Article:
By Sue Weisher, Ph.D., Migration Specialist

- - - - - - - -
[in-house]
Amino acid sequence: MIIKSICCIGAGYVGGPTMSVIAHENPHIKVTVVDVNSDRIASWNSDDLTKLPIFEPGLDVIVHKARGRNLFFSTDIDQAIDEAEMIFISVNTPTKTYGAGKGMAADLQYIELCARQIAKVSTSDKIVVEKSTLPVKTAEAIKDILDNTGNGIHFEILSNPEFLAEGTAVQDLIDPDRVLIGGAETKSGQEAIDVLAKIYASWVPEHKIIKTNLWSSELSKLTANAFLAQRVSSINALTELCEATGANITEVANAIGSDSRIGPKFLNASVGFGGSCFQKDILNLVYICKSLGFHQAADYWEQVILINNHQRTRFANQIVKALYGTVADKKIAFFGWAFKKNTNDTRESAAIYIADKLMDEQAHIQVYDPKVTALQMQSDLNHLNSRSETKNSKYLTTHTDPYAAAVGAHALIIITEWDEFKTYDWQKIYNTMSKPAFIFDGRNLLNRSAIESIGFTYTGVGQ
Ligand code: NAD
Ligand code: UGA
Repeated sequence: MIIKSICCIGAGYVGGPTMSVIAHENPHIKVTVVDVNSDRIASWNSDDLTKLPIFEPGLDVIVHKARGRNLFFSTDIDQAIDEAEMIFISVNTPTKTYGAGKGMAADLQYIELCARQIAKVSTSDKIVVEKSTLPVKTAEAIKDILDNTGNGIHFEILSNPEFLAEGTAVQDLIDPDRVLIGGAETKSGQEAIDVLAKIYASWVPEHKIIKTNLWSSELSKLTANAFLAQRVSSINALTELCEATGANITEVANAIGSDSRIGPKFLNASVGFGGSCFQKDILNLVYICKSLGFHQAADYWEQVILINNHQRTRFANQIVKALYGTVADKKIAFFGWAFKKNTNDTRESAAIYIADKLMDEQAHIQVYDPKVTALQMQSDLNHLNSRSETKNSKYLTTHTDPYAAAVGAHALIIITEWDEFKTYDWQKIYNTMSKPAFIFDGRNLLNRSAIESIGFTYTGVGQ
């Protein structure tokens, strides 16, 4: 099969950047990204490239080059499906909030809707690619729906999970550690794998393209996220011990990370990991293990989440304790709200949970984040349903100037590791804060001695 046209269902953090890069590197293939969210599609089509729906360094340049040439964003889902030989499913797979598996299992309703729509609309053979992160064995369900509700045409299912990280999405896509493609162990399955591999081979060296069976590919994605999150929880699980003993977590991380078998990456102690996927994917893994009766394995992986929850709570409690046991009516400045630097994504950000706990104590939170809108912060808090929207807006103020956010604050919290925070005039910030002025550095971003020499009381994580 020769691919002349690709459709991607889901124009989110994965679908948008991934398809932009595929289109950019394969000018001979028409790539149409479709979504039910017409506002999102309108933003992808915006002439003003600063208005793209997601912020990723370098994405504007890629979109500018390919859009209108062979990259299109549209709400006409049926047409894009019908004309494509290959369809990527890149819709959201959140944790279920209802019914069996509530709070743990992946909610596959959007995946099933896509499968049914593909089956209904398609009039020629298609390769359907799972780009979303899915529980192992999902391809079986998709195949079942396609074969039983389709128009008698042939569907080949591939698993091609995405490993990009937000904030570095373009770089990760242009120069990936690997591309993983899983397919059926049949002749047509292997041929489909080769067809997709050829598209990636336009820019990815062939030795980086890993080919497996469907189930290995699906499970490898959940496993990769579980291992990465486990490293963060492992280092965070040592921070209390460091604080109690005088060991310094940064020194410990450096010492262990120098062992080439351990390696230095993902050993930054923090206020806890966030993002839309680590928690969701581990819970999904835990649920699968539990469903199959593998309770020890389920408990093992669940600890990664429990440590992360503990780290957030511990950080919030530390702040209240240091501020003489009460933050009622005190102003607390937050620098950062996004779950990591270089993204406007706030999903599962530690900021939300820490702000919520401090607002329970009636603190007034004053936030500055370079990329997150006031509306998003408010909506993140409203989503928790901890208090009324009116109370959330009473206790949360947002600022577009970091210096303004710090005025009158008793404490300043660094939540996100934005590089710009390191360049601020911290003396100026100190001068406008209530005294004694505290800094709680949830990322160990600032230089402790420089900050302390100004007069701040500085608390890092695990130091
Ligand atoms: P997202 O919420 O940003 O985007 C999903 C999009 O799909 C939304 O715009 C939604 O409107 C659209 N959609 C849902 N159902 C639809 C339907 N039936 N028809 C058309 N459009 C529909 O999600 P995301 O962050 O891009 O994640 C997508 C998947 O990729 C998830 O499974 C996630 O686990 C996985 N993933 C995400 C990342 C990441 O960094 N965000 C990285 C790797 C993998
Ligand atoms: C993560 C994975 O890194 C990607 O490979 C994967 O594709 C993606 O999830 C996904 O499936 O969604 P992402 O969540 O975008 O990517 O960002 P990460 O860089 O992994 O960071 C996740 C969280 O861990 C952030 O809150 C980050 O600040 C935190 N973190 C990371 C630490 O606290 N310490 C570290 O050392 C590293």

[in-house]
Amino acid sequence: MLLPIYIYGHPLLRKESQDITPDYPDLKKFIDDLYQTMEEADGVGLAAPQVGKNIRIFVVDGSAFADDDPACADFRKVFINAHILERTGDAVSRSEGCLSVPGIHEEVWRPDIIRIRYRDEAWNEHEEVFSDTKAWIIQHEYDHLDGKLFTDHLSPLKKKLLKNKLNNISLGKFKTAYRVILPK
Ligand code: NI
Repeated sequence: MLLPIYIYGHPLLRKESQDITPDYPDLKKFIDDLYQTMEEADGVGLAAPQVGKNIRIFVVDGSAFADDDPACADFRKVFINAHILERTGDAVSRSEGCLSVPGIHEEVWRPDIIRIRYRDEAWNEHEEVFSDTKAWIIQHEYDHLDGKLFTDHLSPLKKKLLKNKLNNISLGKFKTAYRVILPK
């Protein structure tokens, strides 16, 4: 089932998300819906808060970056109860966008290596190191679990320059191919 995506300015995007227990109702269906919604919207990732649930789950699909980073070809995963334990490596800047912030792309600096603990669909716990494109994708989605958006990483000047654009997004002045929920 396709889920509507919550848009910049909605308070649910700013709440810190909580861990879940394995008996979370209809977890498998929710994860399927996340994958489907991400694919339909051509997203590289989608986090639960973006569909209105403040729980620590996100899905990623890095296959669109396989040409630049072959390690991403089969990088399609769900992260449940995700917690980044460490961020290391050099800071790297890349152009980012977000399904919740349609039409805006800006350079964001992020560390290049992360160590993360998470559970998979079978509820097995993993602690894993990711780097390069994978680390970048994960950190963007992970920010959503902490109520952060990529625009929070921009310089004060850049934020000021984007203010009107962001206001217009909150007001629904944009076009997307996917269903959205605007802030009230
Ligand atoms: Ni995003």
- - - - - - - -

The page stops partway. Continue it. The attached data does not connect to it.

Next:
While I was the director of immigration and refugee services at Catholic Charities Archdiocese of New Orleans (CCANO), my department ran one of the few community-based Alternatives to Detention Programs for immigrants ever operated in the U.S. The program served two groups of immigrants being held in detention in Louisiana—asylum seekers without family members in the U.S. and “indefinite detainees” without family sponsors. The indefinite detainees were immigrants deemed inadmissible or deportable based on criminal charges but whom the government was unable to remove because no country would accept them. Instead of releasing these individuals, the government chose to detain them—many for years longer than the criminal sentences that made them deportable.We met with much success in assisting both asylum seekers and indefinite detainees. I will describe here the Alternative to Detention (ATD) program at CCANO in the hope that other social service providers will consider what role they might play in providing community-based alternatives to the immigration detention paradigm that has been dominant, should the opportunity to do so become available as a consequence of the Obama administration’s detention reform agenda, outlined in my last Just South Quarterly article.
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